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Symptoms of Vitamin & Mineral Deficiencies

By Tara Carson ; Updated May 12, 2017

Vitamin and mineral deficiency diseases were recognized and anecdotally treated as far back as ancient Greek and Roman times. But it was not until the late 19th and early 20th centuries that scientists discovered vitamins and minerals and began to understand their functions in the human body. Today, vitamins and minerals are known for their roles as powerful substances that perform many tasks to maintain health and vitality. Vitamin and mineral deficiencies are manifested by a variety of symptoms that should be treated by a qualified health provider before they develop into more serious health problems.

Abnormal Bone Development

Bone formation is a complex process with many micronutrient contributers. When these nutrients are not consumed or absorbed in sufficient amounts, weak and, in extreme cases, deformed bones can result. Calcium is the principal mineral found in bones and teeth and acts in concert with phosphorous to build bones. Deficiency of these minerals leads to soft bones that can in turn lead to osteoporosis if left untreated.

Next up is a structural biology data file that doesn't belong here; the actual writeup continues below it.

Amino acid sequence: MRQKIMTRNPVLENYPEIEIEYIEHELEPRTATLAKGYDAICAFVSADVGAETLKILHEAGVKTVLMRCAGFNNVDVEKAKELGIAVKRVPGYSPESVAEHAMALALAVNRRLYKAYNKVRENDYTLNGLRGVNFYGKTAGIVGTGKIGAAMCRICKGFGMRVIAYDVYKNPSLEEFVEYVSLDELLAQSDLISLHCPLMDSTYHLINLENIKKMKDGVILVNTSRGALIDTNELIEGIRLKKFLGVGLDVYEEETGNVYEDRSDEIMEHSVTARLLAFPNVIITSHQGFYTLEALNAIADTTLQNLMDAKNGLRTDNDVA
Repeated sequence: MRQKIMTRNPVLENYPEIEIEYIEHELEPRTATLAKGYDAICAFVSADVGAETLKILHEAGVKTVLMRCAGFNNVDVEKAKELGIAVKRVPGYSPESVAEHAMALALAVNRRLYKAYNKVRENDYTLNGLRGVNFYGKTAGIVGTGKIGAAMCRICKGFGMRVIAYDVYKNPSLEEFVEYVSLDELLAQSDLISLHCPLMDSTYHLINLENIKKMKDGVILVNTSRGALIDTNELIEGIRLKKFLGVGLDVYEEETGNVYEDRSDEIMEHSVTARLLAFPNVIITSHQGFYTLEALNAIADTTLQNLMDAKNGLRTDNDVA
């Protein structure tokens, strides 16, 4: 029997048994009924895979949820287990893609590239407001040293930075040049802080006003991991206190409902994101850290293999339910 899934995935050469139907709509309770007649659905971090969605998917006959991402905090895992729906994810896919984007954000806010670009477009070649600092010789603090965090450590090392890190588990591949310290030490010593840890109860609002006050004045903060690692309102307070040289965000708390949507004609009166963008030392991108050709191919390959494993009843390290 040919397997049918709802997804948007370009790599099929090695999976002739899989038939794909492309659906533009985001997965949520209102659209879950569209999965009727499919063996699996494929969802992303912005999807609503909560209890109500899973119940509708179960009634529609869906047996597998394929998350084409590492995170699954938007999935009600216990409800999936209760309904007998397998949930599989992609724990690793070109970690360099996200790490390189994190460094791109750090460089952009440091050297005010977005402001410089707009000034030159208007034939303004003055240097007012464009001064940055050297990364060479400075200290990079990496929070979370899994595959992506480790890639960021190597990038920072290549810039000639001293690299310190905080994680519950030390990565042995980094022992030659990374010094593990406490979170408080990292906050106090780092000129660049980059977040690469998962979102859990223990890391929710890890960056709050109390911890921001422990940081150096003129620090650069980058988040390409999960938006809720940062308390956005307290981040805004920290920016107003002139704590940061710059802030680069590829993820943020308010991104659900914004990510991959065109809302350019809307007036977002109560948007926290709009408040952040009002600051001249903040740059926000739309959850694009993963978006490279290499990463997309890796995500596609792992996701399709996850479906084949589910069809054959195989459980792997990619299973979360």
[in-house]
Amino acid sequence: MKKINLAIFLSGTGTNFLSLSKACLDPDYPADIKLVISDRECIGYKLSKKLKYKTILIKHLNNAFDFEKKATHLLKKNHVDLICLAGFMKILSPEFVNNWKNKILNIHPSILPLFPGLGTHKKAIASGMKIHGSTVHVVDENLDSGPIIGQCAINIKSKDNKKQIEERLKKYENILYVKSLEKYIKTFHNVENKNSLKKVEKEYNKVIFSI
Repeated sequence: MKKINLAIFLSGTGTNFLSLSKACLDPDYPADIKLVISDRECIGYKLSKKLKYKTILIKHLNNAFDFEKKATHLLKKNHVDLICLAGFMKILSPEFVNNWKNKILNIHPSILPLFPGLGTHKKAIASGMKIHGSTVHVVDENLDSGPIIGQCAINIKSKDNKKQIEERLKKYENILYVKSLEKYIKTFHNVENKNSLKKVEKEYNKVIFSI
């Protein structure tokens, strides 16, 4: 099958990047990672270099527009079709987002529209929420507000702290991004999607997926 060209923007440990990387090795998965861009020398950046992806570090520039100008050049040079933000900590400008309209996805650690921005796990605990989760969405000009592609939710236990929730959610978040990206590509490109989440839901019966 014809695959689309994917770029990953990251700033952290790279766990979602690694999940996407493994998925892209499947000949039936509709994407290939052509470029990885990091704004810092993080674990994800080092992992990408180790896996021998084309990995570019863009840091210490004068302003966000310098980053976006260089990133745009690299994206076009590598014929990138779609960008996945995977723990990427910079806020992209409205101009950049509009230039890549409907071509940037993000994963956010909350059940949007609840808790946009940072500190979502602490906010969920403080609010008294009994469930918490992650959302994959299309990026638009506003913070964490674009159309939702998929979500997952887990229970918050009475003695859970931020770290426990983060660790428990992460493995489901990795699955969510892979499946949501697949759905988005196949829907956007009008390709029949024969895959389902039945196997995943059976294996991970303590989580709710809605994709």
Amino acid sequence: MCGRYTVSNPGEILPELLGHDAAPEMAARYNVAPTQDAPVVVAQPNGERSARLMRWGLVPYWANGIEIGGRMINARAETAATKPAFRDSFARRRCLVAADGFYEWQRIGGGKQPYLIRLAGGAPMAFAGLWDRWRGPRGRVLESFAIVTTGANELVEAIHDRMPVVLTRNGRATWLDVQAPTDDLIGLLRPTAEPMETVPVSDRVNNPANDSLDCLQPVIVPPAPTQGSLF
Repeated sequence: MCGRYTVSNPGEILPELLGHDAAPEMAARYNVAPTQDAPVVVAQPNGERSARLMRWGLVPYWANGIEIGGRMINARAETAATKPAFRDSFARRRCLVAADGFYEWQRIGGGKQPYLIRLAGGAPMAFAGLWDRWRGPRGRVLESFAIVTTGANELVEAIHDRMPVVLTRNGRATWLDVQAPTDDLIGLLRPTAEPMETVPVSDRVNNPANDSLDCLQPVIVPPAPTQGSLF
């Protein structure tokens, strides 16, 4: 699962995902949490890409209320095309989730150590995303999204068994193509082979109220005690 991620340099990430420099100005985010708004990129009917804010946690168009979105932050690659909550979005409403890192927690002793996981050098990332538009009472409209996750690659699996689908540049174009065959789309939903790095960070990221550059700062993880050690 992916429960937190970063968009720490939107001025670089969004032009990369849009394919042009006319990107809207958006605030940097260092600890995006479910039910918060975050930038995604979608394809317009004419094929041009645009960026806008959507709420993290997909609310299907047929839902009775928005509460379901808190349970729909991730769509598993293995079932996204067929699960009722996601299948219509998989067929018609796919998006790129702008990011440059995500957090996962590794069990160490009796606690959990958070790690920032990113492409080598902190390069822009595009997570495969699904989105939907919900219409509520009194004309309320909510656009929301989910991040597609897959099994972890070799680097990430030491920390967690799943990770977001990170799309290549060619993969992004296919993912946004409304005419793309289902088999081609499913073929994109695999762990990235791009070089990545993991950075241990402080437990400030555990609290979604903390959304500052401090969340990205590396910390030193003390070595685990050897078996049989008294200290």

In extreme cases, deficiency of vitamin D in children leads to poor bone formation, called rickets, that can result in bone deformities. Vitamin D is responsible for calcium and phosphorus metabolism related to bone and tooth formation and regulates the body's absorption of calcium.

Skin Disorders

When vitamin C is not consumed or absorbed at sufficient levels, rough skin, poor wound healing and bleeding gums can result. Vitamin C is responsible for the synthesis of collagen, a principal component of skin tissue, and extreme deficiency cases are known as scurvy.

Riboflavin deficiency leads to skin problems as well, specifically around the nose and mouth areas. Niacin deficiency is known as pellagra, which manifests as flaky skin rash on areas of the body exposed to the sun. Slow or poor wound healing can be a sign of zinc deficiency.


Anemia is a medical condition in which the body experiences a reduction in the amount of oxygen-carrying red blood cells in hemoglobin. The most common cause of anemia is a lack of iron in the body, but the condition may involve deficiencies of additional nutrients involved in red blood cell formation and iron absorption. Anemia symptoms include a pale complexion and fatigue.

Deficiencies of iron and copper can lead to inadequate formation of hemoglobin, which is the oxygen-carrying protein found in red blood cells. Low levels of vitamin B6, folate and vitamin B12 leads to poor formation of red blood cells. Vitamin C deficiency can lead to low absorption of iron, and vitamin E deficiency can cause anemia because the vitamin is needed to protect red blood cells.

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